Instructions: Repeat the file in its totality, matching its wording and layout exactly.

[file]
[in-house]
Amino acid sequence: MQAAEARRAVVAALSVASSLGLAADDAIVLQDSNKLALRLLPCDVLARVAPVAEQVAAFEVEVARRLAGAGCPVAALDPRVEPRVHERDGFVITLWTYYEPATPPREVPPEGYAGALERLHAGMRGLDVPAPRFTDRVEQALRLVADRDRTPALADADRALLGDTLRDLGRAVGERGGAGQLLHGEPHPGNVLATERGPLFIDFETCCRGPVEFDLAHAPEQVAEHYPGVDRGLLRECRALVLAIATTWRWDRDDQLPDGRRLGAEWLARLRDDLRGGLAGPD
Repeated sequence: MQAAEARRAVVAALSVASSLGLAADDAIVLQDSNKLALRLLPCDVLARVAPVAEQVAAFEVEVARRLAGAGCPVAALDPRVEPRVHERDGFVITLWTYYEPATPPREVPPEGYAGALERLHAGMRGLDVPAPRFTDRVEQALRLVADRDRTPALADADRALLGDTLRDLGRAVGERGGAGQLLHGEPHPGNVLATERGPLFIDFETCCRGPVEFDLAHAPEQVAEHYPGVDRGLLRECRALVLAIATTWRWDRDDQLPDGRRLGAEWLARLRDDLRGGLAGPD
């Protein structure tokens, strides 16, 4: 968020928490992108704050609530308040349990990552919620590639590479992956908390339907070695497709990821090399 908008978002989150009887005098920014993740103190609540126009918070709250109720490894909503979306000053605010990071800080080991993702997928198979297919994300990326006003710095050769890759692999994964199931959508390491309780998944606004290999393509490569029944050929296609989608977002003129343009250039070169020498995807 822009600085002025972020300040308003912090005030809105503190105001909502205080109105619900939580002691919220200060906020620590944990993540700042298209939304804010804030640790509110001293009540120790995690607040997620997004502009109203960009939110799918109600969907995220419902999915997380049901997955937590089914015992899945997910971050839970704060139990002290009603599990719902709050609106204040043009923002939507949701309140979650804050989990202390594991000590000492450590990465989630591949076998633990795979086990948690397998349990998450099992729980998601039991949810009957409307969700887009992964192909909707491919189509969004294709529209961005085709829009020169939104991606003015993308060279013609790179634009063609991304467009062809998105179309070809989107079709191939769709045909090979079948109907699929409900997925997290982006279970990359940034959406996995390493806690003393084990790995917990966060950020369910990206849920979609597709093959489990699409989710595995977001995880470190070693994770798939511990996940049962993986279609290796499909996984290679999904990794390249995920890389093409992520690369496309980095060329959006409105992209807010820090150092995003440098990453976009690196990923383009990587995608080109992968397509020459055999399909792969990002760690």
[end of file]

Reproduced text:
[in-house]
Amino acid sequence: MQAAEARRAVVAALSVASSLGLAADDAIVLQDSNKLALRLLPCDVLARVAPVAEQVAAFEVEVARRLAGAGCPVAALDPRVEPRVHERDGFVITLWTYYEPATPPREVPPEGYAGALERLHAGMRGLDVPAPRFTDRVEQALRLVADRDRTPALADADRALLGDTLRDLGRAVGERGGAGQLLHGEPHPGNVLATERGPLFIDFETCCRGPVEFDLAHAPEQVAEHYPGVDRGLLRECRALVLAIATTWRWDRDDQLPDGRRLGAEWLARLRDDLRGGLAGPD
Repeated sequence: MQAAEARRAVVAALSVASSLGLAADDAIVLQDSNKLALRLLPCDVLARVAPVAEQVAAFEVEVARRLAGAGCPVAALDPRVEPRVHERDGFVITLWTYYEPATPPREVPPEGYAGALERLHAGMRGLDVPAPRFTDRVEQALRLVADRDRTPALADADRALLGDTLRDLGRAVGERGGAGQLLHGEPHPGNVLATERGPLFIDFETCCRGPVEFDLAHAPEQVAEHYPGVDRGLLRECRALVLAIATTWRWDRDDQLPDGRRLGAEWLARLRDDLRGGLAGPD
């Protein structure tokens, strides 16, 4: 968020928490992108704050609530308040349990990552919620590639590479992956908390339907070695497709990821090399 908008978002989150009887005098920014993740103190609540126009918070709250109720490894909503979306000053605010990071800080080991993702997928198979297919994300990326006003710095050769890759692999994964199931959508390491309780998944606004290999393509490569029944050929296609989608977002003129343009250039070169020498995807 822009600085002025972020300040308003912090005030809105503190105001909502205080109105619900939580002691919220200060906020620590944990993540700042298209939304804010804030640790509110001293009540120790995690607040997620997004502009109203960009939110799918109600969907995220419902999915997380049901997955937590089914015992899945997910971050839970704060139990002290009603599990719902709050609106204040043009923002939507949701309140979650804050989990202390594991000590000492450590990465989630591949076998633990795979086990948690397998349990998450099992729980998601039991949810009957409307969700887009992964192909909707491919189509969004294709529209961005085709829009020169939104991606003015993308060279013609790179634009063609991304467009062809998105179309070809989107079709191939769709045909090979079948109907699929409900997925997290982006279970990359940034959406996995390493806690003393084990790995917990966060950020369910990206849920979609597709093959489990699409989710595995977001995880470190070693994770798939511990996940049962993986279609290796499909996984290679999904990794390249995920890389093409992520690369496309980095060329959006409105992209807010820090150092995003440098990453976009690196990923383009990587995608080109992968397509020459055999399909792969990002760690």